Policy changes to be dictated by level of public pressure: HsuA blackout in Taiwan Tuesday that struck about 6 million households may force President Tsai Ing-wen to reconsider her anti-nuclear stance and open the country’s electrical grid to outside investment. The island’s energy security and the feasibility of Tsai’s plan to phase-out atomic reactors by 2025 and reduce coal-fired generation is coming under greater scrutiny, BMI Research said in an Aug. 16 note.
Sega is doing what Nintendon’t. Instead of shutting down programmers and artists making unlicensed Sonic the Hedgehog fan games, Sega Sammy Holdings Inc. is giving them jobs. Ever since the speedy blue mammal debuted on the Sega Genesis in 1991, it’s been the company’s most popular character, spawning a cottage industry of modified games shared among enthusiasts.
For Sega, it’s a chance to reconnect with its community and reinvigorate the franchise, which has suffered from numerous critical and commercial flops over the last few decades. While Sega once went toe-to-toe with Nintendo in the video game market, the company now gets most of its sales from pachinko machines. A key question is whether Sonic Mania will be the boost Sega has been searching for.
Muck Rack makes it simple to find people, tweets, or articles that mention any name, keyword, company, hashtag etc. We've compiled this guide to help you make the most of your search.
Selecting a term
Start searching tweets, articles from media outlets, articles mentioned in tweets, journalists'
names, titles and bios with some suggested searches:
Companies or Topics (e.g. iPhone, Microsoft)
Phrases (e.g. "cloud computing") — use quotes to keep the terms together
Twitter handles (e.g. @username) — returns those who have mentioned or replied to
Names (e.g. "David Pogue")
Hashtags (e.g. #sxsw, #london2012)
Bio details (e.g. vegan, Olympics, father)
Muck Rack's Advanced Search allows for many boolean operators.
Find results that mention multiple specified terms, use AND or
+. For example, ensure each result contains both Elon Musk and Mark Zuckerberg by
searching Obama AND Romney or Obama + Romney.
Use the operators OR or , to broaden your search when you'd like either of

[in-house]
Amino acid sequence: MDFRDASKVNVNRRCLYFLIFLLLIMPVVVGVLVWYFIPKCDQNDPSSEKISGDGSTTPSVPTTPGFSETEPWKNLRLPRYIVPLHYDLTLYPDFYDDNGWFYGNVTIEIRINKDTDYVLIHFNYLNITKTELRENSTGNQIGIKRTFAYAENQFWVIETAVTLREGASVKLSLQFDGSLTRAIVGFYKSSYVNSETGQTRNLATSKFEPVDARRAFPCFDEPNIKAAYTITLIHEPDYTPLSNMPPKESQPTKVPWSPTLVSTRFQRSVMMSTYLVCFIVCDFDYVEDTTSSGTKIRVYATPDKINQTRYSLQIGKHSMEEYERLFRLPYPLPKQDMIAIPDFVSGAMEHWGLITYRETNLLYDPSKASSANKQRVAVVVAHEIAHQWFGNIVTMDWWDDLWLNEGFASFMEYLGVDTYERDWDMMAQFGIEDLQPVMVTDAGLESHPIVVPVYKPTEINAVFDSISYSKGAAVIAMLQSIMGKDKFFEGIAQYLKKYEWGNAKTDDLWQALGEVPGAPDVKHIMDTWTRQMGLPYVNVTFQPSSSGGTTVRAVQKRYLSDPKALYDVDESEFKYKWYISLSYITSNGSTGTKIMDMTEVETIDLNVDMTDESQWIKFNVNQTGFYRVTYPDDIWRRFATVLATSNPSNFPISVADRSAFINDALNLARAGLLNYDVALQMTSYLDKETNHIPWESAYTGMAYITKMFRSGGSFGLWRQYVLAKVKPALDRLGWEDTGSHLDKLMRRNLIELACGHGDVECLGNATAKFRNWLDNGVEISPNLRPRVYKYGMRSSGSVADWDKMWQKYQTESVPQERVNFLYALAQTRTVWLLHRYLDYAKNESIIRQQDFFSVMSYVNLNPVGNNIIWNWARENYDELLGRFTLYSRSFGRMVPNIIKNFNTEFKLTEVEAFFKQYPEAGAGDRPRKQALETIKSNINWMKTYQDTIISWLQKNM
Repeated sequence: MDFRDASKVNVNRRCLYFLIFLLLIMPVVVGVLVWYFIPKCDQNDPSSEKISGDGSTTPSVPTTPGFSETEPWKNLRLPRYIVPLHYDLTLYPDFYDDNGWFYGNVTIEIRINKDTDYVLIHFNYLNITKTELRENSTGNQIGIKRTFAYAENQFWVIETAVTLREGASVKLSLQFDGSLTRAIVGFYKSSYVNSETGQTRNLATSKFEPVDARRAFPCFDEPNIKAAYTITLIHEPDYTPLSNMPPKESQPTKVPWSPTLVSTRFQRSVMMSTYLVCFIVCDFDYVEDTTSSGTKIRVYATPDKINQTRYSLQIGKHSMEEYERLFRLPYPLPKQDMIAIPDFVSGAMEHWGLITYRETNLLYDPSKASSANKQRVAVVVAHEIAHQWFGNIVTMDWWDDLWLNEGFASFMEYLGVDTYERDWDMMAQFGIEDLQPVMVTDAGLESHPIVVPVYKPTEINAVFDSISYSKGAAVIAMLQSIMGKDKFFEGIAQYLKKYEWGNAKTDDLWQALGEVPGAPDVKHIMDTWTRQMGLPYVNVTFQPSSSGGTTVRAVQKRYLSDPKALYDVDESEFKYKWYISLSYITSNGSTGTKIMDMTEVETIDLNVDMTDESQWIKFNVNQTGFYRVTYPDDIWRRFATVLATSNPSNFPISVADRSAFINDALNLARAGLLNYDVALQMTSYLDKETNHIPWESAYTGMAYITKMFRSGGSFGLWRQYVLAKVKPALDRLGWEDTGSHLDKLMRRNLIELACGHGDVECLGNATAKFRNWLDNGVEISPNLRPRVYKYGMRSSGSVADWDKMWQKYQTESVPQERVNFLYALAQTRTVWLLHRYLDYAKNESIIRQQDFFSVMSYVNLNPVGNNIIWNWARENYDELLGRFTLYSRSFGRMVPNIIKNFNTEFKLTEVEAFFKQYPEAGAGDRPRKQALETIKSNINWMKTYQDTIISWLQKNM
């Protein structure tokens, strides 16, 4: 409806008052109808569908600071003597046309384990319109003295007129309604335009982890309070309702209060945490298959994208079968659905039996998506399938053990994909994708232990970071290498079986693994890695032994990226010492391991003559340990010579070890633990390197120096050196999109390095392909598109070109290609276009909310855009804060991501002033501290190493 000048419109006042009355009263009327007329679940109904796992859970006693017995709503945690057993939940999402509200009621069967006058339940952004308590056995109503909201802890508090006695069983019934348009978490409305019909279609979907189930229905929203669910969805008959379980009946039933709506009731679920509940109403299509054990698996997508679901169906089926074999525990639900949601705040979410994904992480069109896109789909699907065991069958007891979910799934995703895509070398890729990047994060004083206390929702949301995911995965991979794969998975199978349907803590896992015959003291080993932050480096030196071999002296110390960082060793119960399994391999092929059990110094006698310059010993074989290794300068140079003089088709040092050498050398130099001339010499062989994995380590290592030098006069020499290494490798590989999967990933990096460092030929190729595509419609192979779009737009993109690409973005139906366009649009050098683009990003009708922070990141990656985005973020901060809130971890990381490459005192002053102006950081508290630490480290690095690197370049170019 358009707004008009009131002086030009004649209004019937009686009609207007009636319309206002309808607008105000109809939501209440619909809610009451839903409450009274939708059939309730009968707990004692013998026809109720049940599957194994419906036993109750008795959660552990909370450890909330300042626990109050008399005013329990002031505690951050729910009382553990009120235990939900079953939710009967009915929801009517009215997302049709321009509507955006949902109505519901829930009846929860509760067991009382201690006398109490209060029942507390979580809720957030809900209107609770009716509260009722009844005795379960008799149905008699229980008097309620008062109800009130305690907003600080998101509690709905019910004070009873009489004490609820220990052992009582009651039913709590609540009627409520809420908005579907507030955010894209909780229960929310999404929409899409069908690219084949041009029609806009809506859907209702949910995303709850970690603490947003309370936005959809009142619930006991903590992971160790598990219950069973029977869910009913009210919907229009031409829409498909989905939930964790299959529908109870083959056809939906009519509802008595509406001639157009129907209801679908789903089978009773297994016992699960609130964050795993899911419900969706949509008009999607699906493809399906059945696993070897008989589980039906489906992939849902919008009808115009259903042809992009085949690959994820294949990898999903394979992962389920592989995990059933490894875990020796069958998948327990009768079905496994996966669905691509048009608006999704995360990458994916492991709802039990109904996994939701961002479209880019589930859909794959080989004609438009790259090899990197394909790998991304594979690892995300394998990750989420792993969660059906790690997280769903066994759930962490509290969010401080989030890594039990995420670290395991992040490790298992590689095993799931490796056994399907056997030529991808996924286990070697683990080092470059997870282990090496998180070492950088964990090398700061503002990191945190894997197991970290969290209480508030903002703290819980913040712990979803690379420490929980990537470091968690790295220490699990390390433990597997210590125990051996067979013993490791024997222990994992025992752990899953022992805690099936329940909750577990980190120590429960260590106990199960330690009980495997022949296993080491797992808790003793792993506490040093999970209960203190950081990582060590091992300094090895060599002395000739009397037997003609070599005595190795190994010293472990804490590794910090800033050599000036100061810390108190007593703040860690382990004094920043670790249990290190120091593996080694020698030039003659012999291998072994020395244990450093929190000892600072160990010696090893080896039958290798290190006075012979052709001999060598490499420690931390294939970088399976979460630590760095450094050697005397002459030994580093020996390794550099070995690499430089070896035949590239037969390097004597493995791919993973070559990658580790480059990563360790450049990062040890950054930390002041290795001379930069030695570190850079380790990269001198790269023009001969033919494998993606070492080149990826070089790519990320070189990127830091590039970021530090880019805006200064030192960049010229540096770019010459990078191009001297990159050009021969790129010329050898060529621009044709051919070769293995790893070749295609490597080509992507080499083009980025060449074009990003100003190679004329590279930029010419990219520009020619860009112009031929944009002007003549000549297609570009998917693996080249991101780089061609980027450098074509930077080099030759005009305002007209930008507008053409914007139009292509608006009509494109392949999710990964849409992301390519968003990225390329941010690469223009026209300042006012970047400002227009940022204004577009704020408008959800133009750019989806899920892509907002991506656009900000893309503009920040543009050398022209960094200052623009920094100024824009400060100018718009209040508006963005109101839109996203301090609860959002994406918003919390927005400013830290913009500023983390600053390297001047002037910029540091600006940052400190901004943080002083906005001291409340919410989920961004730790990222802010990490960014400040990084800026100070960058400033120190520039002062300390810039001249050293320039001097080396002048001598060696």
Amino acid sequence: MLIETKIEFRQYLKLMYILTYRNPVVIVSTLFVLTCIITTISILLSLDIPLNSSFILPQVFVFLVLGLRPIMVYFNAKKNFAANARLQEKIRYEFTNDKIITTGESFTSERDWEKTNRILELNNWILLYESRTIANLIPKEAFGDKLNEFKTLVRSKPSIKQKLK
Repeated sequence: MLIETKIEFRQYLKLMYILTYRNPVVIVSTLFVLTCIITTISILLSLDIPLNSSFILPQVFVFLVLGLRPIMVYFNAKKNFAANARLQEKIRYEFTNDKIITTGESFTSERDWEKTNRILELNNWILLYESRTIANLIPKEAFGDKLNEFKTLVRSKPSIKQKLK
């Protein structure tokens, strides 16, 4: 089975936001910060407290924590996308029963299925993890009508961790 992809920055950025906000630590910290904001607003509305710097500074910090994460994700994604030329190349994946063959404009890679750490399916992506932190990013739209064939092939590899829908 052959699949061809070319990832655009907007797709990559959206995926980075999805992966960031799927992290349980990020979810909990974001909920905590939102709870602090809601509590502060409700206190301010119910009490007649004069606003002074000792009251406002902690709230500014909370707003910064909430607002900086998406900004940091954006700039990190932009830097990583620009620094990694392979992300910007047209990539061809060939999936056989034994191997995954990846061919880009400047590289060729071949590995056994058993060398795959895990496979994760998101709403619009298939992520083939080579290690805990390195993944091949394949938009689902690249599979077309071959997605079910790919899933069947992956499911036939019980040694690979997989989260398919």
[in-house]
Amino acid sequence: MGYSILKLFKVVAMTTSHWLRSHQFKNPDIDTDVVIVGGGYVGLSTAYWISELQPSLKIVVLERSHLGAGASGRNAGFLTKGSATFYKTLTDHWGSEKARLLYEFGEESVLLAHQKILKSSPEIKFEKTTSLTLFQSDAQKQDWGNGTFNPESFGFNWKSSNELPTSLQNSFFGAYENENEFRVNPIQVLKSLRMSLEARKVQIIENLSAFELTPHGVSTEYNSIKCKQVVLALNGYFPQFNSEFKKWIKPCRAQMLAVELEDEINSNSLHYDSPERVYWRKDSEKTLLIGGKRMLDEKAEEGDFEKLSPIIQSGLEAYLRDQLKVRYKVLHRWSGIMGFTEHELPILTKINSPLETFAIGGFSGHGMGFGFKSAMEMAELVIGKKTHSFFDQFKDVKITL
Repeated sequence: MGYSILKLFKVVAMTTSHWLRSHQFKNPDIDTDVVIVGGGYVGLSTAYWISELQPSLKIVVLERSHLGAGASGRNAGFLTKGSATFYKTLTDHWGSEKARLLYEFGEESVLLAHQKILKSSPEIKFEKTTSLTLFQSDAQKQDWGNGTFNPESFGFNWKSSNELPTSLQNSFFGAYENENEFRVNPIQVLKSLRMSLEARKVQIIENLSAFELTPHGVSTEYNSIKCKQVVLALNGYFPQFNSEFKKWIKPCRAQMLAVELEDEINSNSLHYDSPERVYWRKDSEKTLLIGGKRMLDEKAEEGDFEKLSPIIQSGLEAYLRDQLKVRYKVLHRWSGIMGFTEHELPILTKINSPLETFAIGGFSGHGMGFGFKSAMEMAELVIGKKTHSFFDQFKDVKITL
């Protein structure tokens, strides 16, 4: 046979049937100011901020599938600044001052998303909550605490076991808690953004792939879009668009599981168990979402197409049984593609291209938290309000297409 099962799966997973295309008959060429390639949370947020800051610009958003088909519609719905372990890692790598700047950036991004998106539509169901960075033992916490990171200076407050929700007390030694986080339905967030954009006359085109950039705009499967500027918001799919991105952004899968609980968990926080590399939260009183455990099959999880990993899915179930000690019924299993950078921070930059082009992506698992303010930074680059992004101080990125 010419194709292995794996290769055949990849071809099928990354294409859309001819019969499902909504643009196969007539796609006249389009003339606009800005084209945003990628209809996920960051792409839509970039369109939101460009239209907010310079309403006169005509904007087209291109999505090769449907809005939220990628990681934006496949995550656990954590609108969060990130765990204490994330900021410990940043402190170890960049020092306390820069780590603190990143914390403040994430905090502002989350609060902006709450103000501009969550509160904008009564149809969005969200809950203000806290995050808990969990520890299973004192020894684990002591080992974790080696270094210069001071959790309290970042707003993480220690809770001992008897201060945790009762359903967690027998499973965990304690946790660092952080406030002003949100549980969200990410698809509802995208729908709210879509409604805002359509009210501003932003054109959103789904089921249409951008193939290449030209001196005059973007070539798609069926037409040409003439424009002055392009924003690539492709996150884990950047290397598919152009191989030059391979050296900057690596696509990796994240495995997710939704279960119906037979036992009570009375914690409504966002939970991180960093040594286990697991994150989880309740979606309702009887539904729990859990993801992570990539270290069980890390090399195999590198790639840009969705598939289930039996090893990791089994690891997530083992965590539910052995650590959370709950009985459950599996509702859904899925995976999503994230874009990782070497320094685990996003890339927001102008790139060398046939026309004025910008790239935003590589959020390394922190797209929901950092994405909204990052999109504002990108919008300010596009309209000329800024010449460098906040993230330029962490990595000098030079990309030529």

multiple terms to appear in results. (This is the default behavior of our search when no operators
are used.) For example, search for democrat OR republican to find results that refer to
Democrats and/or Republicans.
Use NOT or - to subtract results from your search. For
example, searching Disney will yield results about the Walt Disney Company as well as Walt Disney
World Resort. To exclude mentions of Disney World, search for Disney -World or Disney
When using one of these operators with a phrase, enclose it in quotation marks. For example, you can
find results about smartphones excluding Apple's iPhone 4S by searching smartphone -"iPhone
Exact case matching or punctuation
If you're searching for a brand name or keyword that relies on specific punctuation marks or capitalization, you can
find results that match your exact query by adding matchcase: before the keyword you're searching for, like matchcase:E*TRADE .
Use parentheses to separate multiple
boolean phrases. For example, to find journalists talking about having fun in Disney World or
Disneyland, search for ("disney world" OR disneyland) AND fun.
An asterisk can be used to search for any variation of a root word truncated by the asterisk. For example, searching for admin* will return results for administrator, administration, administer, administered, etc.
A near operator is an AND operator where you can control the distance between the words. You can vary the distance the near operation uses by adding a forward slash and number (between 0-99) such as strawberries NEAR/10 "whipped cream", which means the strawberries must exist within 10 words of "whipped cream".